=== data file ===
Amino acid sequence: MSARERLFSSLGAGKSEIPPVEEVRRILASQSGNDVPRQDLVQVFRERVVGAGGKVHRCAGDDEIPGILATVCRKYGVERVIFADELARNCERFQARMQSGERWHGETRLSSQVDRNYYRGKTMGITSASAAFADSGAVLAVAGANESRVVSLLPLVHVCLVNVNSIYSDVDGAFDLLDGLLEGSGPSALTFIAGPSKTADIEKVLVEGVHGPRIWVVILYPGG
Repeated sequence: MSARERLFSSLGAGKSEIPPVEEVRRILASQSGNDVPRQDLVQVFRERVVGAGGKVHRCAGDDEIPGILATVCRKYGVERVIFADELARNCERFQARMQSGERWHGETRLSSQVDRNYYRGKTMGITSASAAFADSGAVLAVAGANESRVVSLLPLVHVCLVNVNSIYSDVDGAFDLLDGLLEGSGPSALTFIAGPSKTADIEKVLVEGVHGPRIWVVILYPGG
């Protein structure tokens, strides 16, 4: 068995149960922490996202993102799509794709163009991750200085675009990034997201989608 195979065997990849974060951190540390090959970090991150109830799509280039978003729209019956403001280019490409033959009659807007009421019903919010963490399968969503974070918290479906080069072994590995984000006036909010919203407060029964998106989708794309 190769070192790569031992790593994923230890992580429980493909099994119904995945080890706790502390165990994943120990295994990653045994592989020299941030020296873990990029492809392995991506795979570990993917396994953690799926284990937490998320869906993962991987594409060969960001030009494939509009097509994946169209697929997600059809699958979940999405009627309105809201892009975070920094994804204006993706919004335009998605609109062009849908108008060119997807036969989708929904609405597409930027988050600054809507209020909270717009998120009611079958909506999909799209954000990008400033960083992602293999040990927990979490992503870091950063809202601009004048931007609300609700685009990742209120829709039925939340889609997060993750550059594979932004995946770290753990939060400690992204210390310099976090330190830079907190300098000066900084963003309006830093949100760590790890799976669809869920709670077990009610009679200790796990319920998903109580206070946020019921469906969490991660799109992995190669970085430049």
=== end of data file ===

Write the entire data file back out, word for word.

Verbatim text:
Amino acid sequence: MSARERLFSSLGAGKSEIPPVEEVRRILASQSGNDVPRQDLVQVFRERVVGAGGKVHRCAGDDEIPGILATVCRKYGVERVIFADELARNCERFQARMQSGERWHGETRLSSQVDRNYYRGKTMGITSASAAFADSGAVLAVAGANESRVVSLLPLVHVCLVNVNSIYSDVDGAFDLLDGLLEGSGPSALTFIAGPSKTADIEKVLVEGVHGPRIWVVILYPGG
Repeated sequence: MSARERLFSSLGAGKSEIPPVEEVRRILASQSGNDVPRQDLVQVFRERVVGAGGKVHRCAGDDEIPGILATVCRKYGVERVIFADELARNCERFQARMQSGERWHGETRLSSQVDRNYYRGKTMGITSASAAFADSGAVLAVAGANESRVVSLLPLVHVCLVNVNSIYSDVDGAFDLLDGLLEGSGPSALTFIAGPSKTADIEKVLVEGVHGPRIWVVILYPGG
């Protein structure tokens, strides 16, 4: 068995149960922490996202993102799509794709163009991750200085675009990034997201989608 195979065997990849974060951190540390090959970090991150109830799509280039978003729209019956403001280019490409033959009659807007009421019903919010963490399968969503974070918290479906080069072994590995984000006036909010919203407060029964998106989708794309 190769070192790569031992790593994923230890992580429980493909099994119904995945080890706790502390165990994943120990295994990653045994592989020299941030020296873990990029492809392995991506795979570990993917396994953690799926284990937490998320869906993962991987594409060969960001030009494939509009097509994946169209697929997600059809699958979940999405009627309105809201892009975070920094994804204006993706919004335009998605609109062009849908108008060119997807036969989708929904609405597409930027988050600054809507209020909270717009998120009611079958909506999909799209954000990008400033960083992602293999040990927990979490992503870091950063809202601009004048931007609300609700685009990742209120829709039925939340889609997060993750550059594979932004995946770290753990939060400690992204210390310099976090330190830079907190300098000066900084963003309006830093949100760590790890799976669809869920709670077990009610009679200790796990319920998903109580206070946020019921469906969490991660799109992995190669970085430049």